As the senior population it serves booms, Classic Residence by Hyatt streamlined operations to more effectively reach its dispersed employee population.
Retirees, as a customer base, can be a demanding lot. After all, it’s reasonable to expect that one’s golden years be serviced with a certain level of precision and care.
Serving these retirees, meanwhile, is a growth industry. Due to an aging demographic profile, senior living is one of the fastest-growing businesses in the U.S. Almost 8,000 people turn 60 each day, according to 2006 projections by the U.S. Census Bureau.
According to the Administration on Aging in the U.S. Department of Health and Human Services, people 65 years or older numbered 38.9 million in 2008 — representing 12 percent of the U.S. population. And this percentage is increasing. The Administration on Aging projects the number of people in the U.S. 65 or older to number 40.2 million this year, 54.8 million by 2020 and 72.1 million by 2030 — 19.3 percent of the population and almost twice the number of people 65 or older in 2008.
This makes senior living facilities an extremely competitive field, and consumers have many choices, both national and local — with the U.S. Census Bureau counting more than 4,000 continuing care retirement facilities operational in the U.S. in the past decade. As such, Classic Residence by Hyatt, a national provider of senior living and care, places a heavy emphasis on learning, as it plays a key role in engaging employees to deliver on the company’s service commitment.
An independent, privately held company founded by Hyatt Chairman Penny Pritzker, Classic Residence by Hyatt currently develops, owns and operates 21 senior living communities in 11 states across the U.S. Until recently, the training function at Classic Residence by Hyatt was fragmented and not strategically coordinated. There was no centralized organization or governance structure in place to ensure that the learning and development function was aligned with company objectives and efficiently executed.
There are challenges to learning and development that are structurally inherent in the company’s business model:
- The geographic dispersion of employees makes it difficult to deliver and measure training in a cost-effective and consistent manner.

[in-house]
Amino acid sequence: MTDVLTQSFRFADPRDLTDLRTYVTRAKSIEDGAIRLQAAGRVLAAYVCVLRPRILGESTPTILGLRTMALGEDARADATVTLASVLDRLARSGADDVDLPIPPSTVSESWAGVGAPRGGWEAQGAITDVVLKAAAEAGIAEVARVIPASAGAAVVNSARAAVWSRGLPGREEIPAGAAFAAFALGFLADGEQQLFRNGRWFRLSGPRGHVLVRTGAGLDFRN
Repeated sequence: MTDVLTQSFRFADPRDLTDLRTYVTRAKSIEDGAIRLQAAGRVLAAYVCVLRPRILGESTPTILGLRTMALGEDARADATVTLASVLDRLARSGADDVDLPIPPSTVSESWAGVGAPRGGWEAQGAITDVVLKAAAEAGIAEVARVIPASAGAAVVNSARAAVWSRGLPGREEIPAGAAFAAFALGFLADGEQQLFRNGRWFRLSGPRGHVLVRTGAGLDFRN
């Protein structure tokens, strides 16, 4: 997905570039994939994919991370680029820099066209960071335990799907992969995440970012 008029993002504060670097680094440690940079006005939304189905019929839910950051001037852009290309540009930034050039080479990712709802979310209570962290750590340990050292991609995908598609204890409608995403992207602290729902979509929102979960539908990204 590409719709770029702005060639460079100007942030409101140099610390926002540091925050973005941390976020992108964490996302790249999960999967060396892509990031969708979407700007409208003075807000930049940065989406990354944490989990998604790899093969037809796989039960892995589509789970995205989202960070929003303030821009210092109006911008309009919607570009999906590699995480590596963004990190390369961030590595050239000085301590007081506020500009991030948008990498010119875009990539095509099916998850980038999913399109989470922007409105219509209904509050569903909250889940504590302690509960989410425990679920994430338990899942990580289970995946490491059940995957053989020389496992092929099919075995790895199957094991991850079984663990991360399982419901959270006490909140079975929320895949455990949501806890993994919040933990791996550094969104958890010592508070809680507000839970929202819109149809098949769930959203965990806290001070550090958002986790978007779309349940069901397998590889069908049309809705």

- By law, each community has to demonstrate that it has provided the required and regulated safety, compliance and privacy training. Compliance is subject to periodic audits by regulators.
- Many medical and nonmedical staffers have industry certifications that require them to earn continuing education credits annually.
- The communities are staffed 24 hours a day, seven days a week, so scheduling time for staff and management training can be a challenge, especially for classroom delivery.
- Classic Residence by Hyatt has a diverse workforce. Many community employees, especially line staff, speak English as a second language (ESL).
As recently as 2006, no single executive was responsible for the overall learning function at Classic Residence by Hyatt. As a consequence, there was no holistic strategy or budget for training.
Instead, training was developed and delivered by functional departments, as well as by separate training groups located in the communities. Managers made decisions about training and were given the latitude to do whatever they thought was best. This organic approach was uncoordinated and inefficient, resulting in high travel costs for one-off training programs. The company was not utilizing a learning management system, so all training was manually managed and tracked. As a consequence, HR managers had to rely on manual paper training and tracking reports required for regulatory compliance audits, while functional and community executives were unable to ascertain the total costs of manpower for training delivered. Moreover, all the training processes, best practices, templates, metrics and other elements were not documented or institutionalized. Talent management also was managed through manual processes. All of this made it difficult for HR and the training groups to respond quickly to the business needs of their internal customers.